You are here

Search form

Few Texas Schools Offer Quality Sex Education, Report Finds

Few Texas Schools Offer Quality Sex Education, Report Finds

A shocking new study has found that 25.1 percent of schools in Texas offer no mandatory sex education class for students, an unpredictable increase from eight years prior when only 2.3 percent offered none.

This information is according to the Texas Freedom Network Education Fund, a group that has long advocated for improving the quality of sex education in Texas.

According to the group, the change is largely thanks to the state's decision to drop health education as a high school graduation requirement.

"Some districts still offer health as an elective or make it a local requirement for graduation, but many don't. Districts offering no high school health class were more than four times more likely than other districts to offer no sex education to students," the report reads.

The districts most likely to suffer the most from the change are rural areas, where only 4.9 percent of districts offer what the report considers to be quality sex education, which is a course that goes beyond teaching abstinence-only methods for practicing safe sex.

"Abstinence-only programs continue to discourage the use of contraception by exaggerating failure rates and even suggesting that it is too complicated to use. For example, one program absurdly teaches students that using condoms involves a complex, six-step procedure. Still other programs censor information on contraception altogether. Some school district policies make the problem even worse. One district goes so far as to require teachers to present the use of contraception as 'high risk' sexual behavior," the report says.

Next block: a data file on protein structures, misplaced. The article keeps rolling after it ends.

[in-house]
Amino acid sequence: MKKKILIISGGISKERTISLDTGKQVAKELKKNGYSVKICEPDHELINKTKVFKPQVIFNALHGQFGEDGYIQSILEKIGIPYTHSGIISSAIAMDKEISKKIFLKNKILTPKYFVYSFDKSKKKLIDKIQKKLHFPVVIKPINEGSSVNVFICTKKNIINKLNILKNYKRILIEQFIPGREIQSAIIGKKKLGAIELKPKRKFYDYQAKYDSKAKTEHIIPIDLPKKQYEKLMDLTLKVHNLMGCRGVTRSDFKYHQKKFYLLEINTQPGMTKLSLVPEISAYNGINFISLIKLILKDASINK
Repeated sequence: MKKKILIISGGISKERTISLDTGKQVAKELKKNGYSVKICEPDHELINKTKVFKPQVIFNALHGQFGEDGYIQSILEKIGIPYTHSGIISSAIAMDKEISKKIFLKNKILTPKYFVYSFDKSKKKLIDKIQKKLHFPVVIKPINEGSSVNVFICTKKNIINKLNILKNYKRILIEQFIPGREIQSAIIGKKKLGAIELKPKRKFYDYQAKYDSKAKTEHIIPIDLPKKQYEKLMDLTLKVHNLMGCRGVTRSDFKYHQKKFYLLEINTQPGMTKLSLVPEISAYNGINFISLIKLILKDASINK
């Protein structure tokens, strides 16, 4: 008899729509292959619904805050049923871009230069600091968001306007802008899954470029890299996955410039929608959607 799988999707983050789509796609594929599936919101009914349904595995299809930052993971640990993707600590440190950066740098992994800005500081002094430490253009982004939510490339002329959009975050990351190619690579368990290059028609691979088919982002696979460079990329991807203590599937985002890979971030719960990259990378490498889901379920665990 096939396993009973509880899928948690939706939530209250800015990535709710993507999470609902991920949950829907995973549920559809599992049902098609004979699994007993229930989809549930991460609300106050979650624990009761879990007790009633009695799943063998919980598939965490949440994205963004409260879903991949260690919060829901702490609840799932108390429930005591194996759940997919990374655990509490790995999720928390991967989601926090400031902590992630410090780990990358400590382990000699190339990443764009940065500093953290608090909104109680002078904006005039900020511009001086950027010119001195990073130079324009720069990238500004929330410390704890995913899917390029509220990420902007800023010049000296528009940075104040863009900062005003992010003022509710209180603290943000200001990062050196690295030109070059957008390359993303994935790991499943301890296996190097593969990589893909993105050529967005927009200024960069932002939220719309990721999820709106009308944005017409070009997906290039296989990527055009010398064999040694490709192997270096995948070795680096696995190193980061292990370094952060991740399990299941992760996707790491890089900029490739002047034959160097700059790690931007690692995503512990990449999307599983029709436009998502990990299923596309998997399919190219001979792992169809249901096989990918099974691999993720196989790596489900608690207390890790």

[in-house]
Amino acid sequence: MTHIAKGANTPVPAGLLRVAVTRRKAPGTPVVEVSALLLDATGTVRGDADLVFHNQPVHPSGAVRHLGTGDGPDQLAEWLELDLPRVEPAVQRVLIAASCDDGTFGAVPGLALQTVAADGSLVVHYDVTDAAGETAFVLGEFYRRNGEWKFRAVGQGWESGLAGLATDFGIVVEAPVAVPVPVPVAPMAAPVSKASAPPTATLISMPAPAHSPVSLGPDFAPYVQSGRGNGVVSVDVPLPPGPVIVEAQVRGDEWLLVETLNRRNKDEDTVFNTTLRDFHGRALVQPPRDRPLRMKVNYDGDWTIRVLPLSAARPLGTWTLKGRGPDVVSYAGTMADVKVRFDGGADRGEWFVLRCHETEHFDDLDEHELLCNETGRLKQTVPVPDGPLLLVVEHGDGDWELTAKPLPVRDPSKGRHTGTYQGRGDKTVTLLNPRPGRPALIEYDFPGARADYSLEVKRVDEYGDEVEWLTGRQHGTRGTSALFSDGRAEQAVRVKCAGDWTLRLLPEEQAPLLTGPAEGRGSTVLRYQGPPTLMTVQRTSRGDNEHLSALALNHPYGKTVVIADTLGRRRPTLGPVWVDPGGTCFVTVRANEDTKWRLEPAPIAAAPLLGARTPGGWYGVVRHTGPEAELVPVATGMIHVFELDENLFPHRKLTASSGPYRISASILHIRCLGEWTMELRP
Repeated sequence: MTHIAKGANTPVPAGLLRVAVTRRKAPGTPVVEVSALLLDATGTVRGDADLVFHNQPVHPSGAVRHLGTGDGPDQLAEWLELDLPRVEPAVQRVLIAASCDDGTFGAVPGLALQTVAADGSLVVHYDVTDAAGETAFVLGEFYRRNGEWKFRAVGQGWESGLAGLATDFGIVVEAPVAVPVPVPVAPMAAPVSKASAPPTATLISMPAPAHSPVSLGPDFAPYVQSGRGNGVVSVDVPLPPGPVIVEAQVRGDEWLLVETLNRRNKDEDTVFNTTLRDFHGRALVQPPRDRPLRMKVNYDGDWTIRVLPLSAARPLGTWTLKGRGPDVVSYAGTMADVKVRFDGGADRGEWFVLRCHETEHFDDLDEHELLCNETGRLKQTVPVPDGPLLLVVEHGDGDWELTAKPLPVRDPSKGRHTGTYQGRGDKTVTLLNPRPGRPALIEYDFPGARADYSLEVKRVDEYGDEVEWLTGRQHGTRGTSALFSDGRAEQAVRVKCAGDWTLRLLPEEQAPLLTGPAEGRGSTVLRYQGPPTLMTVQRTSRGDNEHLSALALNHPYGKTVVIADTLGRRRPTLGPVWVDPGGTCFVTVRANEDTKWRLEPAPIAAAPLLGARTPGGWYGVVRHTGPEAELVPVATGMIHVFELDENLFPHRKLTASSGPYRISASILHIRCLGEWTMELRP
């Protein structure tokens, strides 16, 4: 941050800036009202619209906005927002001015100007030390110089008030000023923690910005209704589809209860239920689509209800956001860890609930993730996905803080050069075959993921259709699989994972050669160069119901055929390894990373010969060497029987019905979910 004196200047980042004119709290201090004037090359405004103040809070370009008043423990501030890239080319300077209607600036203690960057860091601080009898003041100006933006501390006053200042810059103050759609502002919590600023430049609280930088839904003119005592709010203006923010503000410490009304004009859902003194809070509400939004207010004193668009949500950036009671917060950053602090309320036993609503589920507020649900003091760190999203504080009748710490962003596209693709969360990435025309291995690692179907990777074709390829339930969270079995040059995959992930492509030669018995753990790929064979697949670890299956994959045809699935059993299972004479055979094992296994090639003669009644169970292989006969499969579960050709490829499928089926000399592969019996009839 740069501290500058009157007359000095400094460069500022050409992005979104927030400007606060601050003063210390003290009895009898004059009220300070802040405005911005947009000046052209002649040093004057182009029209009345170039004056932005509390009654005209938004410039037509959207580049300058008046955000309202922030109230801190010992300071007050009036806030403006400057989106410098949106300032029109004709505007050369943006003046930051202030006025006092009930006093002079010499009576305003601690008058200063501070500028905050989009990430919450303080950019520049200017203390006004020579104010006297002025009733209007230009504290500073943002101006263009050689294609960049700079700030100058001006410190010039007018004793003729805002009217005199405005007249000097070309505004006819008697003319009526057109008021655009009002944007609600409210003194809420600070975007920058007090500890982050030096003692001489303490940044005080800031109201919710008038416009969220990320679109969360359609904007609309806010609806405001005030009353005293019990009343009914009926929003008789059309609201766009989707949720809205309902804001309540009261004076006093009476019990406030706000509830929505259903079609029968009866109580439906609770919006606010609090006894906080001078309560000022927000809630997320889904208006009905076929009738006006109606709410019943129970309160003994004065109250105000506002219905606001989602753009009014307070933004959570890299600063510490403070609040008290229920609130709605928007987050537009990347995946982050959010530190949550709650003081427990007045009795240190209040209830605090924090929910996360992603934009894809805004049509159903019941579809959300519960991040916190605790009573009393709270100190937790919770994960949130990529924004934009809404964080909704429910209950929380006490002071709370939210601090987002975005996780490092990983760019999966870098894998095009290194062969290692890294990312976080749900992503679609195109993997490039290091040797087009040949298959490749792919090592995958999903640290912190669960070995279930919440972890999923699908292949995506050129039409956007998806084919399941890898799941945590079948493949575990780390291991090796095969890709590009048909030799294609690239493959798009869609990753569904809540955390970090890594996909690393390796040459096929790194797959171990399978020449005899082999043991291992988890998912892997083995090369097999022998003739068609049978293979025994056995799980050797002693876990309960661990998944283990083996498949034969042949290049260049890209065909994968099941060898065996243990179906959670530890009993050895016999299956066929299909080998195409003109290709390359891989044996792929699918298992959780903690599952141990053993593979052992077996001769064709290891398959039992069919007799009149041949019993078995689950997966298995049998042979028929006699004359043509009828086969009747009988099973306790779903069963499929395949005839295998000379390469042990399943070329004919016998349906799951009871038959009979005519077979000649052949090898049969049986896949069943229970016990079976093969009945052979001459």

Only 16.6 percent of Texas' schools provided quality sex education that includes an abstinence-plus curriculum.

The report argues that it is no coincidence that Texas' rate of teen pregnancies is well above the national average.

Read the full report.

Nicole Gorman, Senior Education World Contributor

2/15/2017

Latest Education News
Nine out of 10 teachers pay into a pension plan, but very few ever reap the full benefits.
Trump's proposed education budget hints at the federal government stepping back on its education role.
The controversial series on Netflix about teen suicide has both educators and mental health officials concerned.
Google's rise to power has both educators and parents questioning its long-term impact.
Critics of Arizona's new education policy say it's taking a "warm body" approach to addressing the teacher shortage...